Updated: Sep 9
It's true. Our first garden was an utter failure, 5 short years ago.
By now you know our story, we knew we wanted to raise/grow our own food but had NO idea where to start, what would work, so we jumped right into it. Josh and I have always had an "all or nothing" type of mentality so after our first garden produced absolutely nothing - what did we do?
Community Supported Agriculture
Josh and I decided one sure way to not let our garden go to shambles once again was to start a CSA program. There are a lot of incredible, experienced market gardeners in our beautiful county which meant we had to come up with a way to make our program extra appealing. After all, they were putting trust into a young couple that was very transparent in having zero experience with this lifestyle.
Ultimately, we decided on a 20 week program (from June through October) & pickup was every Sunday from 12-4. To make our CSA stand out from others we did a spin on your traditional produce only program. We added our pasture raised whole chickens and eggs from our free range laying hens to equal 10 whole chickens and 10 dozen eggs over the span of our CSA.
CSA's originated in Japan in the 1960's - to help others have a better understanding of where their food came from. The United States adapted this concept in the 1980's.
Essentially members of a farmers local community purchase a share in order to guarantee farm fresh products on a pre-determined timeframe. Ours started with 6 families, many of which are still a part of our CSA. Which has been such a gratifying experience as they watch the farm grow year after year.
Each year we have steadily grown our gardens to expand around our property, which has also meant we increased the number of families we grow food for 20 weeks out of the year. This year we are at 25 families that pick up their baskets of local, ultra fresh, high quality produce, meats, and eggs from our farm.
Everything you see on our farm is grown as naturally as possible. With that, you may notice some insect damage on some of our crops. While it doesn't make for the most beautiful result, it means we are creating a healthy ecosystem for native wildlife. We refuse to use harmful pesticides that will do damage to everything it comes in contact with. Instead, you'll see us using insect netting which creates a barrier and will deter most of the critters drawn to it. Other times, it means having to "sacrifice" a crop and allow it to be eaten to mitigate the spread. It's all about finding that happy medium.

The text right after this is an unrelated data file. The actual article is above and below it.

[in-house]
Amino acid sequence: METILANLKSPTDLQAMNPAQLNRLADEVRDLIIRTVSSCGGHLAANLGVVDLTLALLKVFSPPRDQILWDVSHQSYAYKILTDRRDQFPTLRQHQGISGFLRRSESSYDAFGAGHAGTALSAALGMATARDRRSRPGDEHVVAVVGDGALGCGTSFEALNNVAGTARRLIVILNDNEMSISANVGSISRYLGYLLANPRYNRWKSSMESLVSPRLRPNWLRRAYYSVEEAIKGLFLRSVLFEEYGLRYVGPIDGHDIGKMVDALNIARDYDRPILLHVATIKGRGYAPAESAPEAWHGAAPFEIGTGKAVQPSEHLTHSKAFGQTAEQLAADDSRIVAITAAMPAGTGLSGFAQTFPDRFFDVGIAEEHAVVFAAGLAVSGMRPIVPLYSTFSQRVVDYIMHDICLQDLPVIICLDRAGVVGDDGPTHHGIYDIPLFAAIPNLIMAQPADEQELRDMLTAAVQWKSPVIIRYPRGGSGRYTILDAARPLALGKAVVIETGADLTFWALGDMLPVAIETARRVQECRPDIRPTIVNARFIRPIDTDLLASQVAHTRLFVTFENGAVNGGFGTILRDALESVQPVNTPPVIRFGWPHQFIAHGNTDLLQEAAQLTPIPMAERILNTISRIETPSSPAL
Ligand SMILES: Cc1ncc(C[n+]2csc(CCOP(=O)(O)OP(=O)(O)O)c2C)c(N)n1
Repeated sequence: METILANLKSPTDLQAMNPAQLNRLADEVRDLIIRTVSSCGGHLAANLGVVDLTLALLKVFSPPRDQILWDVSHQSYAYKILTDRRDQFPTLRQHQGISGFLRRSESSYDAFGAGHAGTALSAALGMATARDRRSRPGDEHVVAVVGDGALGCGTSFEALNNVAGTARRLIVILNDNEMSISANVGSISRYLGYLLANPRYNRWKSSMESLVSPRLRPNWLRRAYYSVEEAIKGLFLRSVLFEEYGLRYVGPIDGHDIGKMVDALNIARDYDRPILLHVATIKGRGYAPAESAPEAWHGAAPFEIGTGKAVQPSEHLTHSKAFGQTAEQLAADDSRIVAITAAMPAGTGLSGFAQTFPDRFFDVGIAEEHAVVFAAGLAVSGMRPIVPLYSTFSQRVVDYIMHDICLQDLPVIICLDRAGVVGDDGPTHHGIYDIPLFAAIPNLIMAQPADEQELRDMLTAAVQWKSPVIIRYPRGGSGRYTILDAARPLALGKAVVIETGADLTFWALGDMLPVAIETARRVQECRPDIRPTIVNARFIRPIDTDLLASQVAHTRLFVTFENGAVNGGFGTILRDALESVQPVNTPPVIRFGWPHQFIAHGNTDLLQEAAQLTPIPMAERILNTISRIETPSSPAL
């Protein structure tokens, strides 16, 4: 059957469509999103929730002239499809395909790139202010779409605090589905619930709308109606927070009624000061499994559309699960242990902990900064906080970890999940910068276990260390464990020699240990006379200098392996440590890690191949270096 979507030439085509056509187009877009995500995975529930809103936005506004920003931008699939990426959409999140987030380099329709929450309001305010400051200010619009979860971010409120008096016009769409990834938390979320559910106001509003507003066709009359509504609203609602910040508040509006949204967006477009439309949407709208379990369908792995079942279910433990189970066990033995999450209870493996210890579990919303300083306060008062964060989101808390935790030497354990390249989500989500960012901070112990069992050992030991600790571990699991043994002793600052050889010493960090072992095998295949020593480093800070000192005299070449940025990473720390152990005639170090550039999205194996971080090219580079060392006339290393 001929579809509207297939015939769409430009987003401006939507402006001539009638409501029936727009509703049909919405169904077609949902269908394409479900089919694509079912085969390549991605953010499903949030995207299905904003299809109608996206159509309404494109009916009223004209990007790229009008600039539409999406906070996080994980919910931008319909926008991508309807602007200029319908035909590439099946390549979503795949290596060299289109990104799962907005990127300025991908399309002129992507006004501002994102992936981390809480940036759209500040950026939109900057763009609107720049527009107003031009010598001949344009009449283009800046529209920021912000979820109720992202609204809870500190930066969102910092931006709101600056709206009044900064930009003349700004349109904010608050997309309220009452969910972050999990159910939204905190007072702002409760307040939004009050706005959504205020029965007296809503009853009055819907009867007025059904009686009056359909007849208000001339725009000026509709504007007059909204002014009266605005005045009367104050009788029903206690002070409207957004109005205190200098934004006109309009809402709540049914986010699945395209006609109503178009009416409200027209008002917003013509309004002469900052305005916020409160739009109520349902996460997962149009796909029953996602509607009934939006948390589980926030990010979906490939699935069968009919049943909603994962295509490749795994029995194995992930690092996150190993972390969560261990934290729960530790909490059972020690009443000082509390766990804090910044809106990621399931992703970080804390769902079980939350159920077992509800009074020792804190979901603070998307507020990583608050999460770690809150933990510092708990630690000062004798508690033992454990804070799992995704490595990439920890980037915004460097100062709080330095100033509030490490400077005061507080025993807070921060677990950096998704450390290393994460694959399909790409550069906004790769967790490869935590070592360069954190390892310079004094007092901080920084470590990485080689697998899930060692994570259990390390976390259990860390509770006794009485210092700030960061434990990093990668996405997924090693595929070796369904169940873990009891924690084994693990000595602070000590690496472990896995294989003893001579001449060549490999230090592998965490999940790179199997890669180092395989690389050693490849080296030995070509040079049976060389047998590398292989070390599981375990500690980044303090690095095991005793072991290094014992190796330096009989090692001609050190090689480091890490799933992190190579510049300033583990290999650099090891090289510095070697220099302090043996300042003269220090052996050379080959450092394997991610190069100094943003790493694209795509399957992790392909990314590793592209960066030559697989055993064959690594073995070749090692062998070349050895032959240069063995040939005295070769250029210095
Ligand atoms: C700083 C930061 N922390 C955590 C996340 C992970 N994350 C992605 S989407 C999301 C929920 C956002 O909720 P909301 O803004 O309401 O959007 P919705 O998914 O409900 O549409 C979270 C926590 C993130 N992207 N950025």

It's been trial and error, year after year to improve our processes. Josh and I will be the first to admit that gardening is by far the hardest aspect of this lifestyle. There's endless ways to grow produce & with no two properties being the same - it ultimately boils down to figuring out what works best for us. We sure have come a long way since that first year & are dedicated to continue learning.
What to Expect & How to Join?
It is a passion of ours to not only provide local families with high quality products, but also teach them how their food should be raised/grown.
Each week baskets can be filled with, but not limited to, the following:
Greens: Kale, Collards, Spinach, Lettuce, Swiss Chard, Sweet Potato Greens, Cabbage
Roots: Radishes, Turnips, Beets, Carrots, Potatoes, Sweet Potatoes
Other Fruits/Vegetables: Variety of slicing/cherry Tomatoes, variety of Peppers, Eggplant, Squash, Okra, Sweet Corn, Cucumbers, Cucamelons, Lima Beans, Green Beans, Peas, Onion, Garlic, Broccoli, Cauliflower
Herbs: Basil, Dill, Thyme, Sage, Oregano, Cilantro, Mint
We open our CSA program every January of the year, and always allow our returning families an opportunity to sign up first. You can sign up for our newsletter to be informed of availability, weekly bundles, farm-to-table preorders, and general farm updates. You can also see sign ups posted on our social media accounts: Facebook & Instagram.
It's not the easy way, but we feel as though it’s the best way. We believe your food deserves better. ♥️
-Josh, Dayna & Hadley